When people seek psychotherapy, they have generally decided that something in their lives needs to change. Therapies in general are change processes. Change, of course, is inevitable. The inanimate world degenerates and disorganizes over time. One of the qualities of living organisms is that they create organization and growth. So there is always a dynamic relationship between building up and tearing down. Things are always changing.
As we move through our lives, we grow and learn. We become better at some things and smarter at predicting what will happen. The subtle choices we make in response to this dynamic process create us as we go along. Although many people view psychotherapy as solving problems, when it goes well, it is much more than that. Good psychotherapy can form an ongoing input that corrects and accelerates the natural processes of growth and learning.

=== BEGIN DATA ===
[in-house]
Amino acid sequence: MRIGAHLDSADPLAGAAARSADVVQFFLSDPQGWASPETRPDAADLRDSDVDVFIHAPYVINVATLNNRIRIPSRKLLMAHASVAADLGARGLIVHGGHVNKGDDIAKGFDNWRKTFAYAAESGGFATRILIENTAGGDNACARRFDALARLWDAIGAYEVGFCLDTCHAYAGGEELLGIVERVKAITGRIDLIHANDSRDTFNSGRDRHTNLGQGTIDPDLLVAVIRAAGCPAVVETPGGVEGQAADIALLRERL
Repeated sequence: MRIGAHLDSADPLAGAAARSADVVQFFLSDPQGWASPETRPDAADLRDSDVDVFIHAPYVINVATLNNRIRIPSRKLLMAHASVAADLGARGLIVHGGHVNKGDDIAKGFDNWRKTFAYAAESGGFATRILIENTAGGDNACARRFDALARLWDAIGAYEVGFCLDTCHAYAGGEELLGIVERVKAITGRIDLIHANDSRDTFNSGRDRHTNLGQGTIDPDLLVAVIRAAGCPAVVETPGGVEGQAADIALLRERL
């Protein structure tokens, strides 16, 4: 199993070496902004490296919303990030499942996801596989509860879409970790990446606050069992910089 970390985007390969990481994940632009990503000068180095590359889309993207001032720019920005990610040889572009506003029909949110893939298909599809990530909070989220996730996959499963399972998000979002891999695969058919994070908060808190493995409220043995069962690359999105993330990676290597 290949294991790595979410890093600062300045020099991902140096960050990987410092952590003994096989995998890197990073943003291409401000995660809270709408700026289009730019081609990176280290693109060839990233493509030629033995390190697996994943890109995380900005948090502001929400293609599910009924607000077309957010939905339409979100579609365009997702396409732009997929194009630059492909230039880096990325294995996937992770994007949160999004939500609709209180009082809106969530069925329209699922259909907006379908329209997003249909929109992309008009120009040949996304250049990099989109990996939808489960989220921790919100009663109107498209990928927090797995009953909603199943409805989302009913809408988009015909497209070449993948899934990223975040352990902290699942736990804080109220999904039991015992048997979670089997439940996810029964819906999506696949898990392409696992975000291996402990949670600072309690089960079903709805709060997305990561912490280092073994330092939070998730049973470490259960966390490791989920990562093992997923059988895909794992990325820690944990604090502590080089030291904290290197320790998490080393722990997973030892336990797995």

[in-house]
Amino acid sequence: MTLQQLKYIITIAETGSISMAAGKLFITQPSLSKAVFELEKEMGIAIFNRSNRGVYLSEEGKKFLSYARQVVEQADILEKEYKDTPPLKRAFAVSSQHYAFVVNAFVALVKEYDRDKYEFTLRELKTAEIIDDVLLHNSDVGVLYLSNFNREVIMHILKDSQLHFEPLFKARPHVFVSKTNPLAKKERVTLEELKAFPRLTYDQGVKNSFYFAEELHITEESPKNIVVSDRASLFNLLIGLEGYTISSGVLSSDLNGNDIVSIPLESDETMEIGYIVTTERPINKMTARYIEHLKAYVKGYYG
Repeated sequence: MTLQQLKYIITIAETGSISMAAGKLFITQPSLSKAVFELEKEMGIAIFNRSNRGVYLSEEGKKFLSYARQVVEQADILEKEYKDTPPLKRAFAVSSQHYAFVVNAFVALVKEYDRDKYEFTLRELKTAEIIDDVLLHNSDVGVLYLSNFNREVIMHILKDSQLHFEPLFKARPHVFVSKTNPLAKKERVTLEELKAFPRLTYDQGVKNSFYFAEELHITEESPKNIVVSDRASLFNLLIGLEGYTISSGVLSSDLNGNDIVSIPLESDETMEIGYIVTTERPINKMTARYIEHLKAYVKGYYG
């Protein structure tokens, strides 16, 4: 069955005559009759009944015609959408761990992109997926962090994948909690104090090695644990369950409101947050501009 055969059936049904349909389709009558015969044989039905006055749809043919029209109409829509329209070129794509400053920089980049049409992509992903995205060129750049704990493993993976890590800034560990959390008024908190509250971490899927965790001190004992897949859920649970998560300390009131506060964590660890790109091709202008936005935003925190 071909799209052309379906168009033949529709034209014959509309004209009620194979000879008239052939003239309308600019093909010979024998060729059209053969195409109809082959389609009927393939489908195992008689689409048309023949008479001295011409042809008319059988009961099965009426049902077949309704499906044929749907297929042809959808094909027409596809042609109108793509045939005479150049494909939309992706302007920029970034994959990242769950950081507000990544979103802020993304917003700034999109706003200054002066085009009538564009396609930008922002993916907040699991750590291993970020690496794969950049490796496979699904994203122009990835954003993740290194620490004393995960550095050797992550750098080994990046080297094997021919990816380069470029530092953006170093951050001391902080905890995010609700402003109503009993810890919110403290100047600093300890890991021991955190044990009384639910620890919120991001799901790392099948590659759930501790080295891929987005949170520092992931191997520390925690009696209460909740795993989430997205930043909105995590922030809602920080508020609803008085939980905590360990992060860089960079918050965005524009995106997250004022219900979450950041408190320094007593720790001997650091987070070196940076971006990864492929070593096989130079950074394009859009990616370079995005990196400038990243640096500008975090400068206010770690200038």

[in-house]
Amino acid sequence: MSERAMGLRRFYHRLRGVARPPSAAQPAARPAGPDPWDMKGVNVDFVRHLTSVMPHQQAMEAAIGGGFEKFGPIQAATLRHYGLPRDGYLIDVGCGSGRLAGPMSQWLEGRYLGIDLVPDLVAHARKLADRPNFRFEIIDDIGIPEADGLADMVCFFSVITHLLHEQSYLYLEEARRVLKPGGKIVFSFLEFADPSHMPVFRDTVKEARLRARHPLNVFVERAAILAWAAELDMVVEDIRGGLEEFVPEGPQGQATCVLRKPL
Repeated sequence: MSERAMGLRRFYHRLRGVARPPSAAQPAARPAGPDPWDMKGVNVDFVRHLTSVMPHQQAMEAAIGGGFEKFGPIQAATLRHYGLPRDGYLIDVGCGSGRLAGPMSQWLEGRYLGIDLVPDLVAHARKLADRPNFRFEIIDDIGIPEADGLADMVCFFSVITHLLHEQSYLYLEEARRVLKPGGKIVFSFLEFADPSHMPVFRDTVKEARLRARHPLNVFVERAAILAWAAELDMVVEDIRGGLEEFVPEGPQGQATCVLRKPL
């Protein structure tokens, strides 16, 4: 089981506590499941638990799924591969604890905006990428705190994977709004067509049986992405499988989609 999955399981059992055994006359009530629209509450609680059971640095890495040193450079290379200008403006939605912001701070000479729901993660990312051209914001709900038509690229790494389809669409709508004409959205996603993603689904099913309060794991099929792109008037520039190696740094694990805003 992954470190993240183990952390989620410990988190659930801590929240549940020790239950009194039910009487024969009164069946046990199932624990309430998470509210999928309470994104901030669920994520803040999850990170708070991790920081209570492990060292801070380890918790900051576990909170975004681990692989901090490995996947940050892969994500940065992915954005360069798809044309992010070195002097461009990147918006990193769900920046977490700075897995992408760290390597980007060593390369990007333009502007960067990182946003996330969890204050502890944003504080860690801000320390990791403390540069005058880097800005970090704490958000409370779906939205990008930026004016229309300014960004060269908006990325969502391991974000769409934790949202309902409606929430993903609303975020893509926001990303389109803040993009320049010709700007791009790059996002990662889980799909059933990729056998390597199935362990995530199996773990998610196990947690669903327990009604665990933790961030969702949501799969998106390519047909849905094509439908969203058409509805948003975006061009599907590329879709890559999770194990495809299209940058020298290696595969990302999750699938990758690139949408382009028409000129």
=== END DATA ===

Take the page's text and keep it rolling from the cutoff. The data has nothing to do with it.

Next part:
Instead of merely repairing broken places, good psychotherapy can provide a reflective context for choices that will, in small ways, create a path where those places do not get broken in the first place. As we continue to grow and learn, we slowly integrate the different parts of ourselves, our experiences, our own unique wisdom, our private, personal inner selves with our public, social, outer selves. This process of integrating fulfills a natural developmental organic process.
Although self-integration is nebulous, implicit, and difficult to articulate, we can feel when it is happening. This type of development takes a great deal of time, even though psychotherapy facilitates its movement. Perhaps it can be described as an experience of calmness in which all the parts of oneself can be included and contained, compassionately understood, and engaged in full participation with life both inside and outside of us.